Artists come together for a common cause - The Explorer: News

Artists come together for a common cause

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Posted: Wednesday, October 19, 2011 10:30 am | Updated: 4:47 pm, Wed Nov 2, 2011.

The plan was simple, thought Linda Ahearn. Create a mold casting of her sister’s chest and then make copies from the mold for artists to paint and raise awareness for breast cancer. But plans have a way of changing.

In late 2007, Ahern did a casting of her sister’s chest prior to a bilateral mastectomy operation due to breast cancer in the Toscana Studio and Gallery in Oro Valley that Ahearn owns and operates. She was going to make a half-dozen or so copies, and local artists would decorate and paint them. The project would be named “Goodbye Girls, Hello Life.”

But the project didn’t happen that way.

Three months after Ahearn began working on the project, she too was diagnosed with breast cancer. After seeing her mother go through lumpectomy after lumpectomy, surgery after surgery, and eventually die from breast cancer in 1986, Ahern chose to skip that and have a bilateral mastectomy.

But not without first making a casting of her chest.

Fast-forward to today. With the encouragement from a friend, Ahearn made 26 castings. Half of them are of her chest, and the others are of her sister’s. They were given to artists in the Southern Arizona Arts Guild to paint, cut, carve, glue and color in any way, shape or form they thought best spoke to them about the project and what it means to them for the Breasts for Life project. The exhibit’s opening will be Oct. 29 from 6 to 9 p.m. at Ahearn’s gallery.

One of the participating artists is Oro Valley resident Joe Bourne. His interpretation of the project uses silver, red, brown and gold wax on one side of the casting and a light pink color on the other side. Faint X’s and O’s represent hugs and kisses deep within the artwork.

“The X’s and O’s are buried underneath, so it is subtle,” Bourne said. “It’s on three different layers.”

To Bourne, the different tones represent all the tones of women in the world, He noted that men can get breast cancer as well.

“My wife is a breast cancer survivor of 17 years,” Bourne said about why this project is important to him.

“They were able to catch it in time but she still wanted to have a mastectomy.”

Bourne knows another person, who is a fan of his art, who is dealing with breast cancer, too.

Another local artist, Deanna Thibault, said a lot of people who are participating in this project are doing so because they have had breast cancer.

“I have had ovarian and uterus cancer,” Thibault said. “I did not have breast cancer.”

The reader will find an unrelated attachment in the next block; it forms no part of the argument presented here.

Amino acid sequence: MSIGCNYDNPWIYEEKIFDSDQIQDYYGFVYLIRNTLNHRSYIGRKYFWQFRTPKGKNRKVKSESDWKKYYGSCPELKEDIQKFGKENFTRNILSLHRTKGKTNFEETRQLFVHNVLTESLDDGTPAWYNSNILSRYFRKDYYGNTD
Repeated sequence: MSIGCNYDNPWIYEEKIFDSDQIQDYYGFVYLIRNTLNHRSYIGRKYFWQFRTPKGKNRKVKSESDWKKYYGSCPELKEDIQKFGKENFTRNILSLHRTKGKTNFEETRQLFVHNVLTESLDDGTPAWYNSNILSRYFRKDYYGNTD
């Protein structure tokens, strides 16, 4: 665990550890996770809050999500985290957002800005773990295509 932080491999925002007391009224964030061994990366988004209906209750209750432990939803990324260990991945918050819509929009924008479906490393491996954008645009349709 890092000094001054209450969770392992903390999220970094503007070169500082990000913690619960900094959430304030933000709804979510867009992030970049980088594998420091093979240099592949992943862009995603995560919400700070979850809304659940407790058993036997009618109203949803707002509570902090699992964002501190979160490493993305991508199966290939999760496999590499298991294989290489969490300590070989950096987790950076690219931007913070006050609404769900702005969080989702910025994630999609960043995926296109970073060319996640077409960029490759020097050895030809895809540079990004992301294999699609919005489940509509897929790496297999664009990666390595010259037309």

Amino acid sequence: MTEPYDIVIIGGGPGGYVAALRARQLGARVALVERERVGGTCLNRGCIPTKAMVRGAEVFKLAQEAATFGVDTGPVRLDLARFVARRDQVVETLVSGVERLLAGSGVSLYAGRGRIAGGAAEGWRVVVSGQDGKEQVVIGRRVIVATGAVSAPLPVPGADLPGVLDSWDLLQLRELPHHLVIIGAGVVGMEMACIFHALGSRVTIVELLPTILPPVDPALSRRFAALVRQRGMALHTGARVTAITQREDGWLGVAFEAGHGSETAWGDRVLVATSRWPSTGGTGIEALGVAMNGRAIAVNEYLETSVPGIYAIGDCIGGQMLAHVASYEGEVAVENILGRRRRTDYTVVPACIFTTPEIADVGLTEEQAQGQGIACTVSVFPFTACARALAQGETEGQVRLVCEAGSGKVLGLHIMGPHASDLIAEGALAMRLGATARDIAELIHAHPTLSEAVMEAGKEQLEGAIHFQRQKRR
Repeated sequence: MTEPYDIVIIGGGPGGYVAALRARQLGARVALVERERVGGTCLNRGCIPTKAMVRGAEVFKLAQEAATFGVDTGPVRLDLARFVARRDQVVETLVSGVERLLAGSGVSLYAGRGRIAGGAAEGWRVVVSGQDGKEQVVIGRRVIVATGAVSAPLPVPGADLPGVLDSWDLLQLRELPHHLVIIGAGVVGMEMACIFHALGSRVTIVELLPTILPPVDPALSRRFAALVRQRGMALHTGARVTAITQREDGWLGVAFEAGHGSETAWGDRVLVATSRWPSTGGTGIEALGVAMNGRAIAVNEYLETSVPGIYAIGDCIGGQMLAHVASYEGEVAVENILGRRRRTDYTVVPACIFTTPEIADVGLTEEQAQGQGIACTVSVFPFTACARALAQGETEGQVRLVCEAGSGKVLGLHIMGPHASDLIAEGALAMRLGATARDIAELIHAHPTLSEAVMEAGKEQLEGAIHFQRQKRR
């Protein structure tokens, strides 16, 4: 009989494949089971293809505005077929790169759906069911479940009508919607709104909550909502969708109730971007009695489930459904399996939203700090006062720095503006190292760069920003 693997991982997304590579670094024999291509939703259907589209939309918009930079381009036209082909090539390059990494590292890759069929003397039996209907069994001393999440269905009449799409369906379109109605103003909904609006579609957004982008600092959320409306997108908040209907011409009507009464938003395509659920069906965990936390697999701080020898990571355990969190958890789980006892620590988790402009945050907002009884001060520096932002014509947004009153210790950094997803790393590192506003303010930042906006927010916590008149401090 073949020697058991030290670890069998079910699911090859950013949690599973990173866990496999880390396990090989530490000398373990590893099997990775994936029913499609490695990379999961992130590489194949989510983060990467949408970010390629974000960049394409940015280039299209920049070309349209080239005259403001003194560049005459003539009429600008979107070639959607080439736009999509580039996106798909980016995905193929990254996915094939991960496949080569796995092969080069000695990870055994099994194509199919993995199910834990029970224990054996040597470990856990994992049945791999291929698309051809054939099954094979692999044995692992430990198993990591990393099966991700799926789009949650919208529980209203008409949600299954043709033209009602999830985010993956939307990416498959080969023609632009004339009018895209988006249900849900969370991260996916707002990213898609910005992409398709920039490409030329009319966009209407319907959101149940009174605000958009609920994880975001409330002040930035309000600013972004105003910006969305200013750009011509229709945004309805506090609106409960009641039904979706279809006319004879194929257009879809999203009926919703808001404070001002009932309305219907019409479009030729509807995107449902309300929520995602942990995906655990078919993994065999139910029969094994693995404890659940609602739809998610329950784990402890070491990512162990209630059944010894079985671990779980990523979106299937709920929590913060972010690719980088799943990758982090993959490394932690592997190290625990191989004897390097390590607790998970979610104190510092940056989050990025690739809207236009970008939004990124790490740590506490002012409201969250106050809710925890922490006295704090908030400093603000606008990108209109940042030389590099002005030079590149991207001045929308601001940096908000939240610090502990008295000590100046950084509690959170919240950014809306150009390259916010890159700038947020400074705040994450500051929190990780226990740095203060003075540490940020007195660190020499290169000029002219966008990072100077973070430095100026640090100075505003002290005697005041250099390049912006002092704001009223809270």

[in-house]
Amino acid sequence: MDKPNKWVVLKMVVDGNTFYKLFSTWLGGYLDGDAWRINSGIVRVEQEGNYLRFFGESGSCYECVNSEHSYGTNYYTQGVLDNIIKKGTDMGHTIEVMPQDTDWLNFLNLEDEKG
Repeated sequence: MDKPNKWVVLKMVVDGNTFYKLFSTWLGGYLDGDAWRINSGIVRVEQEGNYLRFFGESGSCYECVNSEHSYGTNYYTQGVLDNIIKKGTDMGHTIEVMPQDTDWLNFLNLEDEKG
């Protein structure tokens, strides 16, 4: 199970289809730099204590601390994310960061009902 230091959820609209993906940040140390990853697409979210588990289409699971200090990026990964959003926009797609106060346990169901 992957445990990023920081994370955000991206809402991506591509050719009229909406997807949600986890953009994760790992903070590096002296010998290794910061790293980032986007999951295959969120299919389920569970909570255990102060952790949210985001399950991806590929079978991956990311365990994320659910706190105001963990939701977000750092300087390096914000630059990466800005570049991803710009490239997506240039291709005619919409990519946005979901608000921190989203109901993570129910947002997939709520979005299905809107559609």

Thibault’s best friend had the same cancer and surgery, but her friend had the surgery two weeks later. Her friend later died from her cancer.

“I did not even have to have radiation,” Thibault said. “They caught mine really early, so I don’t know what it is like to go through all of that, but I just can’t even imagine how devastating it is.”

Her art piece has a mixture of colors, pictures, papers, textures and drawings that she has layered on top of each other.

Oro Valley resident Diane Loving has taken a very elegant approach to her art piece by taking art drawings she has made and then shrinking them in size. She then uses a black marker to give the piece an organic vine look, tying the drawings together.

“At a certain age every woman you know seems to have had breast cancer or knows someone who has breast cancer,” Loving said. “My mom had it and my best friend had it. (Her friend) is OK now, but every time she goes for a checkup, we all hold our collective breath. You just have to hope for the best.”

Ahern is hoping for the best with this project. All of the money raised from the sales of the Breasts for Life art pieces will go toward a breast cancer foundation.

Now able to disconnect herself emotionally from the casting of her and her sister’s body being shown in this medium, Ahearn understands some people might not feel the same way.

“I think it is still pretty hard for some women to look at breasts after they have lost them,” Ahearn said. “So I am very sensitive to that, and there are a lot of people that see it differently than I do. But I am hoping that maybe this will give them the opportunity to look at them maybe a little bit differently.”

What: Breasts for Life project showing at the Pause for Beauty Art Show

Where: Toscana Studio and Gallery, 9040 N. Oracle Road

When: Oct. 29, from 6 to 9 p.m.

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